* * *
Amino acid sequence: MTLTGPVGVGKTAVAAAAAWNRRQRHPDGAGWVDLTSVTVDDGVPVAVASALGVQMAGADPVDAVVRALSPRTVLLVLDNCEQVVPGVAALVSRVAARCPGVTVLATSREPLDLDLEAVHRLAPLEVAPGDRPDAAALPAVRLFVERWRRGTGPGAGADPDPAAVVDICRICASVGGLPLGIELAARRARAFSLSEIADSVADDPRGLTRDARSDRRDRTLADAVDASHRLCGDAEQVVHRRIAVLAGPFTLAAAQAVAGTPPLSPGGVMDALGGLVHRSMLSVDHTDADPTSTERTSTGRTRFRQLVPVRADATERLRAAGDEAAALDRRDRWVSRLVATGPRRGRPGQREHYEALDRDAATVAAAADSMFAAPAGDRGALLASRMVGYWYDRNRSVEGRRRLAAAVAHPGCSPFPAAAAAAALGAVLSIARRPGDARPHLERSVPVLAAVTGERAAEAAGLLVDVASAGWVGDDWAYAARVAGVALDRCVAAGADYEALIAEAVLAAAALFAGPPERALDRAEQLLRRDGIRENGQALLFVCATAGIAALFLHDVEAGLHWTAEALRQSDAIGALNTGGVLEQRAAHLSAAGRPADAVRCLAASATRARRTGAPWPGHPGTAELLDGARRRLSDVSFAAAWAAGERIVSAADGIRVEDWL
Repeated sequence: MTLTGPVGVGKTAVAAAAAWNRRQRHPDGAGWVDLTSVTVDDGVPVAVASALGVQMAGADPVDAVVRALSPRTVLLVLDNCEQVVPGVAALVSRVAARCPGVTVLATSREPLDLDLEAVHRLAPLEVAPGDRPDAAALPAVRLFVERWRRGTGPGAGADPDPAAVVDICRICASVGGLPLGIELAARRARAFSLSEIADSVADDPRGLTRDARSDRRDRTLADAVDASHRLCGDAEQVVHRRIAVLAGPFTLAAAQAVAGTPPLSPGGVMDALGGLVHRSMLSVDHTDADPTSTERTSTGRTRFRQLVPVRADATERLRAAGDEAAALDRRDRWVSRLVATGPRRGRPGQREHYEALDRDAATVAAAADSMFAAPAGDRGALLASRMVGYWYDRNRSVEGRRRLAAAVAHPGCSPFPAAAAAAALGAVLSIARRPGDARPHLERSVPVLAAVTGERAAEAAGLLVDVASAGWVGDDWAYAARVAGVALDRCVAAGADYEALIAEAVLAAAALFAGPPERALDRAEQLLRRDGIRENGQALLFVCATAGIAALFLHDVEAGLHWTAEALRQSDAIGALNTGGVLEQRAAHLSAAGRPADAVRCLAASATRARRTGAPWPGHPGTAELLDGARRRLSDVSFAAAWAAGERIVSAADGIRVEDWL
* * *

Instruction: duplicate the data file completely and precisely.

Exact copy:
Amino acid sequence: MTLTGPVGVGKTAVAAAAAWNRRQRHPDGAGWVDLTSVTVDDGVPVAVASALGVQMAGADPVDAVVRALSPRTVLLVLDNCEQVVPGVAALVSRVAARCPGVTVLATSREPLDLDLEAVHRLAPLEVAPGDRPDAAALPAVRLFVERWRRGTGPGAGADPDPAAVVDICRICASVGGLPLGIELAARRARAFSLSEIADSVADDPRGLTRDARSDRRDRTLADAVDASHRLCGDAEQVVHRRIAVLAGPFTLAAAQAVAGTPPLSPGGVMDALGGLVHRSMLSVDHTDADPTSTERTSTGRTRFRQLVPVRADATERLRAAGDEAAALDRRDRWVSRLVATGPRRGRPGQREHYEALDRDAATVAAAADSMFAAPAGDRGALLASRMVGYWYDRNRSVEGRRRLAAAVAHPGCSPFPAAAAAAALGAVLSIARRPGDARPHLERSVPVLAAVTGERAAEAAGLLVDVASAGWVGDDWAYAARVAGVALDRCVAAGADYEALIAEAVLAAAALFAGPPERALDRAEQLLRRDGIRENGQALLFVCATAGIAALFLHDVEAGLHWTAEALRQSDAIGALNTGGVLEQRAAHLSAAGRPADAVRCLAASATRARRTGAPWPGHPGTAELLDGARRRLSDVSFAAAWAAGERIVSAADGIRVEDWL
Repeated sequence: MTLTGPVGVGKTAVAAAAAWNRRQRHPDGAGWVDLTSVTVDDGVPVAVASALGVQMAGADPVDAVVRALSPRTVLLVLDNCEQVVPGVAALVSRVAARCPGVTVLATSREPLDLDLEAVHRLAPLEVAPGDRPDAAALPAVRLFVERWRRGTGPGAGADPDPAAVVDICRICASVGGLPLGIELAARRARAFSLSEIADSVADDPRGLTRDARSDRRDRTLADAVDASHRLCGDAEQVVHRRIAVLAGPFTLAAAQAVAGTPPLSPGGVMDALGGLVHRSMLSVDHTDADPTSTERTSTGRTRFRQLVPVRADATERLRAAGDEAAALDRRDRWVSRLVATGPRRGRPGQREHYEALDRDAATVAAAADSMFAAPAGDRGALLASRMVGYWYDRNRSVEGRRRLAAAVAHPGCSPFPAAAAAAALGAVLSIARRPGDARPHLERSVPVLAAVTGERAAEAAGLLVDVASAGWVGDDWAYAARVAGVALDRCVAAGADYEALIAEAVLAAAALFAGPPERALDRAEQLLRRDGIRENGQALLFVCATAGIAALFLHDVEAGLHWTAEALRQSDAIGALNTGGVLEQRAAHLSAAGRPADAVRCLAASATRARRTGAPWPGHPGTAELLDGARRRLSDVSFAAAWAAGERIVSAADGIRVEDWL